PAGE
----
Watch just 10 minutes of the new documentary TEACH, and you’ll come to the uncomfortable realization that despite having spent much of your childhood in a classroom, you probably have no idea what it takes to be a teacher. Even if your assumptions about the profession are positive, chances are much of what you assume about educators is simply incorrect.
“It’s like having an impression of what a doctor is when they give you an exam, but you don’t really know what a doctor does,” says TEACH director Davis Guggenheim, as he explains what inspired him to make this latest documentary.
“You can have a school with all the funding in the world and all the resources in the world, but if they don’t have great teachers, they’re stuck,” he says. “If there’s a school with no books, and no running water, but they’ve got great teachers, they’ll figure it out. Because teachers are at the core, the solution. They’re what works.”
Guggenheim’s latest film follows four inspiring teachers from across the country over the course of one academic year. Though all the teachers featured are unique in their skill sets and points of view, their common thread, as portrayed in the film, is their vulnerability—the painstaking work they undertake to ensure their kids absorb the material and grow from it, and the personal loss they experience in those moments when, despite their best efforts, that goal slips from their grasp.
This is familiar territory for Guggenheim. He directed the 2010 seminal film, Waiting for "Superman," which exposed the broken state of America’s education system. He explains that making TEACH was a natural and necessary next step for him.
“For Waiting for ‘Superman,’ we had hundreds of screenings, and at the end of the screenings, people would say, ‘Now what?’ ” he says. “Waiting for ‘Superman’ sort of woke people up to a crisis, but I felt like I wasn’t great at answering that question. The more I thought about it, the more I realized that for most people, the issue [of education] feels complex, confusing, overwhelming...And I thought the easiest thing to do was to focus on the one thing that works, which is great teaching.”
The hope is that the film will reframe the way the public thinks about profession, which is often erroneously characterized as old-fashioned and static. If we understood what it really entailed—that it’s dynamic, interactive, and as much of an art as it is a science—Guggenheim believes teaching would evolve into a highly desirable career, attracting more of the country’s best and brightest.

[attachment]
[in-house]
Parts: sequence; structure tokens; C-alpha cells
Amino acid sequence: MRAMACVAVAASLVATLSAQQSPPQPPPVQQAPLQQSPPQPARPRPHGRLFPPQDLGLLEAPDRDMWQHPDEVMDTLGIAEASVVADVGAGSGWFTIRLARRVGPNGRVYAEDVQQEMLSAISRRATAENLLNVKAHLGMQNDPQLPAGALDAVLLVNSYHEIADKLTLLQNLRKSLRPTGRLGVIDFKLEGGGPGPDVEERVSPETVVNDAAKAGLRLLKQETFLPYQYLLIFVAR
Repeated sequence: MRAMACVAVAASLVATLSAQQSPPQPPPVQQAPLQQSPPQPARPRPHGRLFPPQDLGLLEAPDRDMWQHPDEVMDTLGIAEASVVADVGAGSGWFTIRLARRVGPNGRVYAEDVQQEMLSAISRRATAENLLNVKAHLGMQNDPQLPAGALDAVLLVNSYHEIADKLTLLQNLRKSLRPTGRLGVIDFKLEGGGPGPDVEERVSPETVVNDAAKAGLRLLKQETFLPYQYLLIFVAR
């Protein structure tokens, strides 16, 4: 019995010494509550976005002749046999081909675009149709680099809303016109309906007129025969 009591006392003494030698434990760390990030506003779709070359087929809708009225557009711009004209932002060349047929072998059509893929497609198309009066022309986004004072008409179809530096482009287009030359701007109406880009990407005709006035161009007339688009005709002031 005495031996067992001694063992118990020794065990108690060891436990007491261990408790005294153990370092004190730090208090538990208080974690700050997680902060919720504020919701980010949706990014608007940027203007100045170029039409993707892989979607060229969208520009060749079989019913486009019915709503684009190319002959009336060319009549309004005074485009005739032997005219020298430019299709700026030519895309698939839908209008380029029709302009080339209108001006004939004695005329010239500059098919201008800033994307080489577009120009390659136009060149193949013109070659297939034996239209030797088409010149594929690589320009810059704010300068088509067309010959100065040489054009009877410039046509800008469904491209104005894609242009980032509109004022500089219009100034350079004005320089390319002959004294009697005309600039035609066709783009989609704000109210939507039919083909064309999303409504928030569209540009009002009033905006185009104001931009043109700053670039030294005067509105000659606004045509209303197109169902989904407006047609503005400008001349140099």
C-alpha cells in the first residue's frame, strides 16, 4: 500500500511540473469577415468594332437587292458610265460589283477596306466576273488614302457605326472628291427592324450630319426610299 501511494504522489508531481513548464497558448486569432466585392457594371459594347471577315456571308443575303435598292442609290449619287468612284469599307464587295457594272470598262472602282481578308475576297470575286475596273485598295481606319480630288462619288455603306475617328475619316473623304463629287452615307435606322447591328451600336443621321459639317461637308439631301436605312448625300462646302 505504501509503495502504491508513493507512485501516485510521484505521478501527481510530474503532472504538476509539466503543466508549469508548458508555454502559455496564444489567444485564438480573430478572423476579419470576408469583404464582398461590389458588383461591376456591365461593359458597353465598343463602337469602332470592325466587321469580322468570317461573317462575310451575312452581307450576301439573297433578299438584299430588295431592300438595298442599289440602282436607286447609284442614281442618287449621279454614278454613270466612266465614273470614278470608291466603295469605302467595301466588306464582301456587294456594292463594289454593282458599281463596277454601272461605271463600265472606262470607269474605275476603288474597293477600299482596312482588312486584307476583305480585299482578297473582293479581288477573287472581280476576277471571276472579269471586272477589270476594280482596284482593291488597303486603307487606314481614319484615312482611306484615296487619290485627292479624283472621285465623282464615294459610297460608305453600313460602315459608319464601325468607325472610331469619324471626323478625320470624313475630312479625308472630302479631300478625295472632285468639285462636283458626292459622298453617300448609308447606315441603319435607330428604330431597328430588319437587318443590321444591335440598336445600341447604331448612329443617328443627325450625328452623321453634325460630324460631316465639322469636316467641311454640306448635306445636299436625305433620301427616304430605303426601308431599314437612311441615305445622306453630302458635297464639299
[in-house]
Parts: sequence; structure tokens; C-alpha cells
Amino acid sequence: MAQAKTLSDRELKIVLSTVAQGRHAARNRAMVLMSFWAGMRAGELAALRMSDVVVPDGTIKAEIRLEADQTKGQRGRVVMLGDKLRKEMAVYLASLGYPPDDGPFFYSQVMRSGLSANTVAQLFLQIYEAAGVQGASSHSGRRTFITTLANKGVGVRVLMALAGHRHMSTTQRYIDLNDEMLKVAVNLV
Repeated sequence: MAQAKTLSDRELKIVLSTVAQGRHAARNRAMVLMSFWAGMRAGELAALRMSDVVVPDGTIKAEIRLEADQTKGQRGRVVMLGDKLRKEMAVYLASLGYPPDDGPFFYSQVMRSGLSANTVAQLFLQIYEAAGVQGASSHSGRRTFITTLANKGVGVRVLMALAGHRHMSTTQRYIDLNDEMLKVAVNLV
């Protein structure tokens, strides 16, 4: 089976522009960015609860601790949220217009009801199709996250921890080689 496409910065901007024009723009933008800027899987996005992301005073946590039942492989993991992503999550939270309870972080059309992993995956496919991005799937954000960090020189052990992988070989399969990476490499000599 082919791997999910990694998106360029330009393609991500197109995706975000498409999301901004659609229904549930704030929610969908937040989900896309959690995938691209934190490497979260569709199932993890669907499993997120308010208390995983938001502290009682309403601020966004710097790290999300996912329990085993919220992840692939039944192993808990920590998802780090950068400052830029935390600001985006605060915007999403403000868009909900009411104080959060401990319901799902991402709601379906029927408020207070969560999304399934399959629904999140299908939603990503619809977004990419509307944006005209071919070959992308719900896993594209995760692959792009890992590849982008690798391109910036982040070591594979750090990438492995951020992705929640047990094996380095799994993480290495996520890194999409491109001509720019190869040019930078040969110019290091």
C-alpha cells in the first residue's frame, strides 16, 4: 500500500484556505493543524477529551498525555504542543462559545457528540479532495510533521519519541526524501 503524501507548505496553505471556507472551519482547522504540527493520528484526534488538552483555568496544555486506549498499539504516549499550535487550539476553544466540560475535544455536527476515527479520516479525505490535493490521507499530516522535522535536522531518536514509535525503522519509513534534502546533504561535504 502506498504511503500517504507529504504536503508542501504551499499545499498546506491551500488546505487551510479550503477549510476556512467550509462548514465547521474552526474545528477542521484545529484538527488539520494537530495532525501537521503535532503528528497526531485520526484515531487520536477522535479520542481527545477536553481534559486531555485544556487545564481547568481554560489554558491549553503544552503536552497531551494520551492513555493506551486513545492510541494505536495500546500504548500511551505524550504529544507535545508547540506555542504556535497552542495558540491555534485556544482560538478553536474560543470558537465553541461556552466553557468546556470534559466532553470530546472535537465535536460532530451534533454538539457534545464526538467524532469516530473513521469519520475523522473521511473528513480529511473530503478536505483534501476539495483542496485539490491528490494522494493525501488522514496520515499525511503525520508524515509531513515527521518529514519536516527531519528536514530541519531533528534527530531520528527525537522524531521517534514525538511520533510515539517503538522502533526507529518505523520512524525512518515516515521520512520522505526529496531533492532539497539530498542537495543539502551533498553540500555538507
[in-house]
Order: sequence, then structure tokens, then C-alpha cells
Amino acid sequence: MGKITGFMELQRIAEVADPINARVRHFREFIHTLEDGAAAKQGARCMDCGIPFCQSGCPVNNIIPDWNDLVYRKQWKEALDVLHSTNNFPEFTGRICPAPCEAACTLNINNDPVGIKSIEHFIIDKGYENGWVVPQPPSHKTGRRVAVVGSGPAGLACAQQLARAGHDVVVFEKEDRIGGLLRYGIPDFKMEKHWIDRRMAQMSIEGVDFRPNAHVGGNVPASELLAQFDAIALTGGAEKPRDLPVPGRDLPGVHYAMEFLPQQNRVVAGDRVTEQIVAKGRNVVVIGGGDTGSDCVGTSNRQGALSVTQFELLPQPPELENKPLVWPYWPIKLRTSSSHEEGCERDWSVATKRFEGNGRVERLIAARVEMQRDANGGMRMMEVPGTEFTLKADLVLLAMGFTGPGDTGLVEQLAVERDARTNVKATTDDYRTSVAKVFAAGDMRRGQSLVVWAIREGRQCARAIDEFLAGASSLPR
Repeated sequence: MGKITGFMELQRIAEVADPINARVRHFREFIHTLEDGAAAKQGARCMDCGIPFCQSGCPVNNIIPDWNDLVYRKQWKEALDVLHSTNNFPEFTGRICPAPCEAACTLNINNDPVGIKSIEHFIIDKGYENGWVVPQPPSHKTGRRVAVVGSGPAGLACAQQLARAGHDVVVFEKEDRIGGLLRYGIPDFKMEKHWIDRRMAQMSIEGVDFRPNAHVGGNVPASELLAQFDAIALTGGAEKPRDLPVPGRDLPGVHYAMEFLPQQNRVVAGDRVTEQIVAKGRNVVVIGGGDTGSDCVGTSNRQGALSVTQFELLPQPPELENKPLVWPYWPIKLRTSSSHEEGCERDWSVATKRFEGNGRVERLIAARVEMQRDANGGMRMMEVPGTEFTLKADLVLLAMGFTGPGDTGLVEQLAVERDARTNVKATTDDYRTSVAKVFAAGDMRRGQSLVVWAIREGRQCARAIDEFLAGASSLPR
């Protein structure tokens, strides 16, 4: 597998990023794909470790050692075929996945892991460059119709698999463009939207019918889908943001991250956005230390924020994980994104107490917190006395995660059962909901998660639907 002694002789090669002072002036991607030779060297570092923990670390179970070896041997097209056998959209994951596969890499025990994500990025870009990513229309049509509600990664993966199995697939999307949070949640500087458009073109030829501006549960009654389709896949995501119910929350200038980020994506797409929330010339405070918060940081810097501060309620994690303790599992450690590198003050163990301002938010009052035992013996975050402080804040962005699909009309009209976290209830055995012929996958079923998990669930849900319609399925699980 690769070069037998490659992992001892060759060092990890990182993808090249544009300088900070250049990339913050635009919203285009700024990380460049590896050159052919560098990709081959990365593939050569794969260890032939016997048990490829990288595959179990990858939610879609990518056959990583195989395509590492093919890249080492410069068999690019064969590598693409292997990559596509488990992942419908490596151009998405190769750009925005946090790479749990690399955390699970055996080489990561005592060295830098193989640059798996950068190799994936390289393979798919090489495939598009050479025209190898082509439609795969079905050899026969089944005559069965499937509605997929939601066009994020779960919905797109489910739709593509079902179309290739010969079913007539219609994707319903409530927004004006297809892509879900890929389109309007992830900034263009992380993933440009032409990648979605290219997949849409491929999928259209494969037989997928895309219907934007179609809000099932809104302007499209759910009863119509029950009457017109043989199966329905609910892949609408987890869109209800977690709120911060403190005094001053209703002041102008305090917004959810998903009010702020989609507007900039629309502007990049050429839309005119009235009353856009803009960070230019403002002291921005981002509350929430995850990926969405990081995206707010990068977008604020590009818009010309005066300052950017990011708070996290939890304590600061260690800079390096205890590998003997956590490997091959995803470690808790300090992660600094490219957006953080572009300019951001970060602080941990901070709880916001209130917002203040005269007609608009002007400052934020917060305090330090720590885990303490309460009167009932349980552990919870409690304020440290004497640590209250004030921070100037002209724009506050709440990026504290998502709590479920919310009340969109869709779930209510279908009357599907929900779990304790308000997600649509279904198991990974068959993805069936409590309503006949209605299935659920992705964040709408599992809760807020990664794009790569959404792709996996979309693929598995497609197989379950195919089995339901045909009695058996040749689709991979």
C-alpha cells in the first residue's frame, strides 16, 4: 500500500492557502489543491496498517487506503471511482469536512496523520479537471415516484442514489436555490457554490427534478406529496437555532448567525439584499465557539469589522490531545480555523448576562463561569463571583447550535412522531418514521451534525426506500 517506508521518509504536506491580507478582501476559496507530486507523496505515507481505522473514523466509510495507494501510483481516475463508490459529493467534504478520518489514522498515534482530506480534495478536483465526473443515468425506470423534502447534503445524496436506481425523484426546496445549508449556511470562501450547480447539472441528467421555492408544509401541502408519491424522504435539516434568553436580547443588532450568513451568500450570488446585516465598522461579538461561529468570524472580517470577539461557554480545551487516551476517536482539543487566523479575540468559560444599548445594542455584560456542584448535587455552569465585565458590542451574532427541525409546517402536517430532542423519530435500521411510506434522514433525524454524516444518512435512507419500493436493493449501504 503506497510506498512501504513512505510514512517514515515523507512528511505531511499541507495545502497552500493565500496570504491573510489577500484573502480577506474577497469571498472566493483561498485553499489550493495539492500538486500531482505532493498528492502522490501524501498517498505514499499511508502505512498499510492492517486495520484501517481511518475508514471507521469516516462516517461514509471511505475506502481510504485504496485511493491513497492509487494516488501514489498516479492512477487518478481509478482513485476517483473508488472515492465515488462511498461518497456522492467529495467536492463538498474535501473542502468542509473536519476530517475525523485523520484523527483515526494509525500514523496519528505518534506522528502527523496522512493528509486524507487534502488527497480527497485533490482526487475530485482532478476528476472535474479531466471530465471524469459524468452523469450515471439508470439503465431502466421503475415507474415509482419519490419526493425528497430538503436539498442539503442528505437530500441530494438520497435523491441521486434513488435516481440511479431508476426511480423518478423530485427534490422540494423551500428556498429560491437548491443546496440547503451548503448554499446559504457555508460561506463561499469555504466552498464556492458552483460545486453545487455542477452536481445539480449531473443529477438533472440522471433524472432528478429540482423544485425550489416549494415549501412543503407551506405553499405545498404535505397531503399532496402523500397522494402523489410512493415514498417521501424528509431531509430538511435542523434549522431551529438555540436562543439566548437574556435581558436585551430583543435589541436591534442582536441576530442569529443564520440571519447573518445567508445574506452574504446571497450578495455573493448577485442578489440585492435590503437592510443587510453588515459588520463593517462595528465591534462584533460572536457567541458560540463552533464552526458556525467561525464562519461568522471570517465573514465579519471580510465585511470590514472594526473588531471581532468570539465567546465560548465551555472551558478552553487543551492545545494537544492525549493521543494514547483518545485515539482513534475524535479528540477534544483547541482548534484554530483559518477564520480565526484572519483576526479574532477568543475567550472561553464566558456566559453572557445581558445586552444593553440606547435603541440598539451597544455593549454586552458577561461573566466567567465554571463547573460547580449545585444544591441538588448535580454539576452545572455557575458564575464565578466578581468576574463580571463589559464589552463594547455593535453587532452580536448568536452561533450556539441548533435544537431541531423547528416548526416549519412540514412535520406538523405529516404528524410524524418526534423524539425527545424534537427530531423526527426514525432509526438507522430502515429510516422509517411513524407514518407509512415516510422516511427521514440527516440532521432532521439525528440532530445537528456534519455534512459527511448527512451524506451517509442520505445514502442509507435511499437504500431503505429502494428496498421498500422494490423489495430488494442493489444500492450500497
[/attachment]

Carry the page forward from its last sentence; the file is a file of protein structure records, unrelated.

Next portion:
Guggenheim’s take on teaching is no reflection of a glittering academic history. “I was a terrible student,” he says. “I was the worst student at my high school...I wasn’t suspended too many times, but I was a terrible student, and it doesn’t make sense that I’d be the one making films about teachers. But for some reason, since the very beginning, I’ve been moved by teachers. Sort of in awe of them.”
Much of that awe, which can be seen bubbling up in scenes throughout TEACH, seems to have come from Guggenheim’s personal experience with his 10th-grade history teacher, Harvey LeSure. “Even though I was a terrible student, he saw something in me,” Guggenheim says. “And he refused to let me be a jackass. He refused to let me be a fool. And he challenged me to speak my mind. Twenty years after I left high school, he still sent me a birthday card.”
Davis, who won an Academy Award for the documentary An Inconvenient Truth, says the field of education still holds more stories to be told, and his next project, tangentially related, focuses on the life of Malala Yousafzai, a Pakistani student who was shot by the Taliban in the head and neck for refusing to give up her education.
Where Guggenheim’s work will take him after that is anyone’s guess, including his. But whatever the project, at its core there will be another story that hits home. “My father made documentaries and he always said, ‘Story comes first,’ ” he explains. “Story is the heart of a good movie; it’s what we try to do. To me, at the heart of every good story are people you want to root for, people that have big hurdles they have to overcome. But story is it.”
Watch the TEACH trailer and interviews with the teachers:
This article was created as part of the social action campaign for the documentary TEACH, produced by TakePart's parent company, Participant Media, in partnership with Bill and Melinda Gates.